Discoveries Show that Galilee and Jerusalem are Far Older than Once Believed
Discoveries regarding two of the most important archaeological sites in Israel – Galilee and Jerusalem, suggest that the sites are far older than commonly believed. Teams of archaeologists have found a giant village from 12,000 years ago in Galilee and a 7,000-year-old ancient settlement in Jerusalem.
Until now, it was thought that the oldest settlements in this part of the world were located in Jericho, which date back 11,000 years (c. 9,000 BC). In the case of Jerusalem, it was previously believed that the oldest settlement comes from c. 5,000 BC. As for Galilee, in 2015 archaeologists discovered fava seeds dated to between 10,125 and 10,200 years ago. The recently announced findings are changing the history of this area.
Jerusalem is at Least 2,000 Years Older
The Israel Antiquities Authority (IAA) announced on February 17, 2016 the discovery of the oldest known remains of an ancient settlement on the site of modern-day Jerusalem, dating back some 7,000 years. This means that the beginning of one of the most important cities in the world dates back to the period of the Chalcolithic era, also known as the Copper Age.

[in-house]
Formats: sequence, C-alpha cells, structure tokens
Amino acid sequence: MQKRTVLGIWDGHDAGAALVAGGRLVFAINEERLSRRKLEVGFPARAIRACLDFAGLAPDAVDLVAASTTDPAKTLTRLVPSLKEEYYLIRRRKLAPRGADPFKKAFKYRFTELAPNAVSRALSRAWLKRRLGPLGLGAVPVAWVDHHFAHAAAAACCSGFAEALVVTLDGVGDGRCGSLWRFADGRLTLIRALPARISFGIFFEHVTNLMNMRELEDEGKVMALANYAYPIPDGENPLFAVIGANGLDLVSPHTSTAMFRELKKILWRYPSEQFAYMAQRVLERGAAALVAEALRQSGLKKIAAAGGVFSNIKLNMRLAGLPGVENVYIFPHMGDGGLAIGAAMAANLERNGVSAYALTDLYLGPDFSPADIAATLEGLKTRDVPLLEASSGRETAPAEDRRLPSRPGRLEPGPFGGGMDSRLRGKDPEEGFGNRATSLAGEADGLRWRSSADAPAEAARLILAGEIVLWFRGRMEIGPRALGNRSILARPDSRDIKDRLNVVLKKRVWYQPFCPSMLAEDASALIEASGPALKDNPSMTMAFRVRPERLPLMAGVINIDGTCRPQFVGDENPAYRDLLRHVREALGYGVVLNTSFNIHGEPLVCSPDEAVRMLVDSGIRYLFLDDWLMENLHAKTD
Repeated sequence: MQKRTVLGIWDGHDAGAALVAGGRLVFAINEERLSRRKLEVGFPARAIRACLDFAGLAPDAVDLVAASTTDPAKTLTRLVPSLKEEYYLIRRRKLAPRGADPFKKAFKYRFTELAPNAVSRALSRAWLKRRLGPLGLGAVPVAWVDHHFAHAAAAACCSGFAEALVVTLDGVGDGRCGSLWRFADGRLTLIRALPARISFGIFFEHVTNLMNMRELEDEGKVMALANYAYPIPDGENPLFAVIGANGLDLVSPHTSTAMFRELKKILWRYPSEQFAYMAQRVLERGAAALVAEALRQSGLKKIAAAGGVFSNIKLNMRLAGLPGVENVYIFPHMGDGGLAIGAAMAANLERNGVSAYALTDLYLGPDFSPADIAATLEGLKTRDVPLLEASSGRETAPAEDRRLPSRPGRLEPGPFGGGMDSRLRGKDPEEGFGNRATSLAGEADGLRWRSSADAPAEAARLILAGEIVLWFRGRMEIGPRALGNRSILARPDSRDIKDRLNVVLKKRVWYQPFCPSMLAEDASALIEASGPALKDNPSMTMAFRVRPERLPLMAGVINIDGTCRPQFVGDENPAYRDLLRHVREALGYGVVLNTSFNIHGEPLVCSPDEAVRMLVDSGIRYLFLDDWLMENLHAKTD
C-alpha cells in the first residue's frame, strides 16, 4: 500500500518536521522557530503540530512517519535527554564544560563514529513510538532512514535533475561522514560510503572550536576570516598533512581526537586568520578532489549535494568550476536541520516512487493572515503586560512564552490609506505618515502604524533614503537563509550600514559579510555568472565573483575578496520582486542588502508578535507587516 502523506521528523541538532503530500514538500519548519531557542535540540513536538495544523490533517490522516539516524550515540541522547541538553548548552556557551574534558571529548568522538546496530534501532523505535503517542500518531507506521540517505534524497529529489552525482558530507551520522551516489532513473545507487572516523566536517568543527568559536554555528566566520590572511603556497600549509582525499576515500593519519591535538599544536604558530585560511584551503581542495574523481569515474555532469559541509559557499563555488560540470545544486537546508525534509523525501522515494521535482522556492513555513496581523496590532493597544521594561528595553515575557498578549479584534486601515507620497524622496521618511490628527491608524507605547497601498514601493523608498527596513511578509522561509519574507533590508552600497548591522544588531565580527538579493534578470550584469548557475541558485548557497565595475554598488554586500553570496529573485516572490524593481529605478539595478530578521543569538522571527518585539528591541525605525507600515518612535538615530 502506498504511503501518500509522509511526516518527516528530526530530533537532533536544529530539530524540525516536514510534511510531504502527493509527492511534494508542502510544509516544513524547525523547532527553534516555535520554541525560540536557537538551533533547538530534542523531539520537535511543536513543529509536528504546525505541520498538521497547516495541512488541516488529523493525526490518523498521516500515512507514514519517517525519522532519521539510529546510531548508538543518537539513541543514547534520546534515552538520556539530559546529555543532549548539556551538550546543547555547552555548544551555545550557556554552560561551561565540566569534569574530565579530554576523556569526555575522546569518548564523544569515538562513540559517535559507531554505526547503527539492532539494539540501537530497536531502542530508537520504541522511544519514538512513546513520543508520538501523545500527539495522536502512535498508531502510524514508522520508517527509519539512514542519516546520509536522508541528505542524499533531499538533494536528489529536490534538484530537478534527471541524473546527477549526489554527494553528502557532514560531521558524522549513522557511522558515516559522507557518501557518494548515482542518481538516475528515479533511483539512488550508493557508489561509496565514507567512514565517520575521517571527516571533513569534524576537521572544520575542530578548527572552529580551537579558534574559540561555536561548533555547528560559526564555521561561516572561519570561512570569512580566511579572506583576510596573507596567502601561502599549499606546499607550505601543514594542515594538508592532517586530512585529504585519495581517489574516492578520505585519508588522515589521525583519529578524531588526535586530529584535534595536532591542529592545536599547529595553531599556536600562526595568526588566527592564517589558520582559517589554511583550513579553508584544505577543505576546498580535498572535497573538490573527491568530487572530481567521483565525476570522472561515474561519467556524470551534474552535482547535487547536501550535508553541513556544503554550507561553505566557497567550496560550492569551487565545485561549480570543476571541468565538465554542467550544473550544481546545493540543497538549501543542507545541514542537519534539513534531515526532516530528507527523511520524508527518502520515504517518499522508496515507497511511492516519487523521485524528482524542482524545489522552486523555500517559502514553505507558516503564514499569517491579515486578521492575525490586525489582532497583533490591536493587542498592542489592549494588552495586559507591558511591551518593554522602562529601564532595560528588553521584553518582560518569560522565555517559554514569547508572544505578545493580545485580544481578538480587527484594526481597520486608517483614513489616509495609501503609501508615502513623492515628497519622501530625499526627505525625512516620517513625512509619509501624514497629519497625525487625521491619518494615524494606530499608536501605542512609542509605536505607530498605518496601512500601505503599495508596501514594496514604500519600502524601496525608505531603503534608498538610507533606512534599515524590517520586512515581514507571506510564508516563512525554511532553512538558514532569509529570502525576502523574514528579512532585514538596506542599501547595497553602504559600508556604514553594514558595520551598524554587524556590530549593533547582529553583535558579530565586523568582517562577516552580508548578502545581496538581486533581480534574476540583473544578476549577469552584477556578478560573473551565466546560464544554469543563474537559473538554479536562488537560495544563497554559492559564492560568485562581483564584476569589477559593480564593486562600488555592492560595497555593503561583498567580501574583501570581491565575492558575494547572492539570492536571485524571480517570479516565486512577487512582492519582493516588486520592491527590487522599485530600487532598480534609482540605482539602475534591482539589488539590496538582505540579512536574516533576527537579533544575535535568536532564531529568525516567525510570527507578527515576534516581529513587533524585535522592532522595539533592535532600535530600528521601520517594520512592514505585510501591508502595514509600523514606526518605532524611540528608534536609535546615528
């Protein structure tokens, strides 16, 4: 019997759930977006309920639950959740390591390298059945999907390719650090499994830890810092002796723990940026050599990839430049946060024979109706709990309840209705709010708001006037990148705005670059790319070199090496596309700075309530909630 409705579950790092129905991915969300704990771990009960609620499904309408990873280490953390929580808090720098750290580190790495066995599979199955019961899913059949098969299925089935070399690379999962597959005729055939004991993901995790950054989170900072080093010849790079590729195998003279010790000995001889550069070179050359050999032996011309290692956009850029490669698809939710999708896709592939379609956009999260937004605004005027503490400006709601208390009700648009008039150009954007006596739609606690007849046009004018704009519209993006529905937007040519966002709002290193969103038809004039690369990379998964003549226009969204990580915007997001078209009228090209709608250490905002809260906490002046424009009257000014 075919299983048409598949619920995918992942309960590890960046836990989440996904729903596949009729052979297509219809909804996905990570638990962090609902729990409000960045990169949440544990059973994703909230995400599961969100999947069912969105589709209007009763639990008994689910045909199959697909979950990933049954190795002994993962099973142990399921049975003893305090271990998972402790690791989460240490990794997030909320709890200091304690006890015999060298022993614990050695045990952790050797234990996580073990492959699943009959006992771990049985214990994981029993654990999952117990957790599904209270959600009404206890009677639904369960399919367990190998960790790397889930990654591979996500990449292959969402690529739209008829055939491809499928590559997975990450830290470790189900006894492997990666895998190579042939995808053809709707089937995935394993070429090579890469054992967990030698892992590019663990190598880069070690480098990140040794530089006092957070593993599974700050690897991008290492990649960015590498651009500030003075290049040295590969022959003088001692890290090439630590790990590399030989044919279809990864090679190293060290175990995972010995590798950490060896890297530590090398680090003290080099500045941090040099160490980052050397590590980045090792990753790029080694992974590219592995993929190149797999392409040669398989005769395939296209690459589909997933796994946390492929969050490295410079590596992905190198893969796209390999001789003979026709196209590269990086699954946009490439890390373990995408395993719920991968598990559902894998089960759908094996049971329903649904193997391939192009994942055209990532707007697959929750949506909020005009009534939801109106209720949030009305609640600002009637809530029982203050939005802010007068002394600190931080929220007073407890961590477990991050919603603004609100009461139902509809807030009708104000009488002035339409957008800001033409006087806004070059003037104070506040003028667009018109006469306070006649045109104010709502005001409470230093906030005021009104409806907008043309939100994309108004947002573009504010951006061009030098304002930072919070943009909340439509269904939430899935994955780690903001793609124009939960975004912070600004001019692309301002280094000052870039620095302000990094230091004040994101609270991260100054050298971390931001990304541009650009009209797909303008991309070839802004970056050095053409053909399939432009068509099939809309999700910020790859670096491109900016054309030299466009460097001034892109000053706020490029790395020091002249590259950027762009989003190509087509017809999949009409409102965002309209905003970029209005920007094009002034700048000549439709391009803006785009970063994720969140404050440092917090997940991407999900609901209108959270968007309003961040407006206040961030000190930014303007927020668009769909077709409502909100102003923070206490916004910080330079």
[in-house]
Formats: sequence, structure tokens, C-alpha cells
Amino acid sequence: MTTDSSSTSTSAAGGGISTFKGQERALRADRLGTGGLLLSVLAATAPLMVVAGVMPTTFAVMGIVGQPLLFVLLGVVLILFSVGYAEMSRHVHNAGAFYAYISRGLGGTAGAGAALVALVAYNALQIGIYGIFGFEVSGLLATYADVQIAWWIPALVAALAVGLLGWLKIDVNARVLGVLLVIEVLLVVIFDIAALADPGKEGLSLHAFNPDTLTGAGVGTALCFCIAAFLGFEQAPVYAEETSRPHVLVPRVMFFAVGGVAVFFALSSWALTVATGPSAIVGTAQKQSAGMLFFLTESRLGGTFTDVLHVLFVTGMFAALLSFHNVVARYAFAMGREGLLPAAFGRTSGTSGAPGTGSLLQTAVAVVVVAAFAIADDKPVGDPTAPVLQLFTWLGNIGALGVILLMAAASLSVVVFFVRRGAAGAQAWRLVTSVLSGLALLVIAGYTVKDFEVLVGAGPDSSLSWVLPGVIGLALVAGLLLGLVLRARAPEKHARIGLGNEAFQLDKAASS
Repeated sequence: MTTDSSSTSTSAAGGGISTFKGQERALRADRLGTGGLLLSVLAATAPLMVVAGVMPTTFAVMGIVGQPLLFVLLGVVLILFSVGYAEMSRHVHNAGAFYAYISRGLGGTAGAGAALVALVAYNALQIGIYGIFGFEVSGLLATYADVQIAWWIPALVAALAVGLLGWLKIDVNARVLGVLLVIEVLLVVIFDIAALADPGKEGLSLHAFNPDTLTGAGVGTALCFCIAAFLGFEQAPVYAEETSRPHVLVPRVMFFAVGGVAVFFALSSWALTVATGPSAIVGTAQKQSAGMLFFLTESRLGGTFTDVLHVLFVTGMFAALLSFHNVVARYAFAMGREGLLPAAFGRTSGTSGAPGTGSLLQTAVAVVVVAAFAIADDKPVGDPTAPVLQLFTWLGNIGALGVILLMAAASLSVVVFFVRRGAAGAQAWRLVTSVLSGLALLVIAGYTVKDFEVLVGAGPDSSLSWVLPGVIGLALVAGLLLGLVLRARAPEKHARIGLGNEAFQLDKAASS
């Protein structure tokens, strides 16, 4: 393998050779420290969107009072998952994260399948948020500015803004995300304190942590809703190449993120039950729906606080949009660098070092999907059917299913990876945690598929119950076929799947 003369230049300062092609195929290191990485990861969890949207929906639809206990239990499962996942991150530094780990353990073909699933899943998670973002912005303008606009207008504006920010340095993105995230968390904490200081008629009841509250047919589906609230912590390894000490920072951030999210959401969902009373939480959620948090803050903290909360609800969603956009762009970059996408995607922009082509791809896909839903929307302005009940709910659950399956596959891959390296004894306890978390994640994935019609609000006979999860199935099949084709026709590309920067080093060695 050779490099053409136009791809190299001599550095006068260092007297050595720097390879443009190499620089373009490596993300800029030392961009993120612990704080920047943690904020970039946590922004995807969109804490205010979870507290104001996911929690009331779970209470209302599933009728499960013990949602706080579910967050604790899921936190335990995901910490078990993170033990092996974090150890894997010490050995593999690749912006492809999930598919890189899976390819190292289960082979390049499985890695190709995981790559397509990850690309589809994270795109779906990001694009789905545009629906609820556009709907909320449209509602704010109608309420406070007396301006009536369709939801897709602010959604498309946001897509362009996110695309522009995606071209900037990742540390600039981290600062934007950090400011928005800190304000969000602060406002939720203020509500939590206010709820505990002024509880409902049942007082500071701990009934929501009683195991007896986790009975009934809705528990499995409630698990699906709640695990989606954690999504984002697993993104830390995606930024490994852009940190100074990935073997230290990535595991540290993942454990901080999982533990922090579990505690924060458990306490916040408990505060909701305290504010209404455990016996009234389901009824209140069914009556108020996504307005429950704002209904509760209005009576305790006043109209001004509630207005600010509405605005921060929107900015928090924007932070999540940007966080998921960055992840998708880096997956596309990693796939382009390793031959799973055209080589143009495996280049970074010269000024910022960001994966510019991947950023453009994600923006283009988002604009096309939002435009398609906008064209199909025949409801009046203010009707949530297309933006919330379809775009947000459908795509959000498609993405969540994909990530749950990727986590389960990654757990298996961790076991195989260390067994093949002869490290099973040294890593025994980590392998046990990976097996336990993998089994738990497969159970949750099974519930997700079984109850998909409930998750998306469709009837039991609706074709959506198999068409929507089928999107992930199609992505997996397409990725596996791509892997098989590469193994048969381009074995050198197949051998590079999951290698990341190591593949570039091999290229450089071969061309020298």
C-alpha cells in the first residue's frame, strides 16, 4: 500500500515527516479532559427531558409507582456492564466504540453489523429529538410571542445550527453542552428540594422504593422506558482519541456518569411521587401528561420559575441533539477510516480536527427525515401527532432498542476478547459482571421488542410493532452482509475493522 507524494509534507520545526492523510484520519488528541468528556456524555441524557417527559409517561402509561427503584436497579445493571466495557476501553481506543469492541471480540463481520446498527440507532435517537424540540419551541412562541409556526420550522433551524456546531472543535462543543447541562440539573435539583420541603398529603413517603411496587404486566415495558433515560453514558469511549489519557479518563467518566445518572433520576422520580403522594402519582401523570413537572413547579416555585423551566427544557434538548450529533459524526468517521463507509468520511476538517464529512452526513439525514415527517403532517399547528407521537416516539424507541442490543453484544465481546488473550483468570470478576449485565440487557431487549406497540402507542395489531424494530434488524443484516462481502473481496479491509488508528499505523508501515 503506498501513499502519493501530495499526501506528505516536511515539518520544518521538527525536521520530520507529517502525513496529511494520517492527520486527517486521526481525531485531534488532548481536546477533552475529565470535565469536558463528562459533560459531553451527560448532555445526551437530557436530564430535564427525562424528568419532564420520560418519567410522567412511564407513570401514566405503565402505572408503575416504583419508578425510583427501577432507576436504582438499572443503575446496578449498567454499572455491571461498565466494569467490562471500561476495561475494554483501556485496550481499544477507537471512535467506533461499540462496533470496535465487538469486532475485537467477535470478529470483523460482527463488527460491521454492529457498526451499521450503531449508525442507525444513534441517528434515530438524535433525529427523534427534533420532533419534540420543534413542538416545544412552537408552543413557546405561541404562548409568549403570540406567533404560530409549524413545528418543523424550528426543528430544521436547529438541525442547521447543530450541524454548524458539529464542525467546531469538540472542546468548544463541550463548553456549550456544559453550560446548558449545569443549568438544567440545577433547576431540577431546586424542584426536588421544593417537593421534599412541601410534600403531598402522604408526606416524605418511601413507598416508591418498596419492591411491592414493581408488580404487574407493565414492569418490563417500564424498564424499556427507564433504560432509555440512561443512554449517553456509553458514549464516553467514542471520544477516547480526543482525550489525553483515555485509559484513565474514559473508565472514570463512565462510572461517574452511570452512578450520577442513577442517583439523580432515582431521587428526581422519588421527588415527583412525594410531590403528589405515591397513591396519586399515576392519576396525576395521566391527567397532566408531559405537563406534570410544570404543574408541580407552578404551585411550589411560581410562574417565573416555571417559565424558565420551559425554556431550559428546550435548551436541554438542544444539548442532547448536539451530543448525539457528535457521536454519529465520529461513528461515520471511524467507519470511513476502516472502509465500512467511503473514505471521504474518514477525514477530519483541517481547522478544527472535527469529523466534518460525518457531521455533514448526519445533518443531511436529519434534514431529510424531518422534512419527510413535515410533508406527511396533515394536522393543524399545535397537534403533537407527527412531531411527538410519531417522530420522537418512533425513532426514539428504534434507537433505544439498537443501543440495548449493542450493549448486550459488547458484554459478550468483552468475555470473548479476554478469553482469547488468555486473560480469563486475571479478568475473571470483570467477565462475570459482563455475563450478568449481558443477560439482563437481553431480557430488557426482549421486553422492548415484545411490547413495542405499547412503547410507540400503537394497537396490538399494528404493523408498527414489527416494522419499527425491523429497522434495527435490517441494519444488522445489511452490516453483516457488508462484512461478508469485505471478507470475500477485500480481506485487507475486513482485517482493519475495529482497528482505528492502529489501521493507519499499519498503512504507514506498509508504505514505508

Dr. Omri Barzilai, head of the IAA’s Prehistory Branch, declared that this finding is the oldest proof of human settlement in the Jerusalem area. It was known before that Galilee, Goland and Negev existed during the Chalcolithic period, but it was not known that Jerusalem was also an important site at the time. Some settlements in Judea Hills and Jerusalem were thought to exist, but they were believed to have been very sparse.
Archaeological excavations conducted at the northern Jerusalem site. (Israel Antiquities Authority)
According to Newsweek Europe, the excavations unearthed two houses with well-preserved remains and floors. The houses contained various installations as well as pottery vessels, flint tools, and a basalt bowl.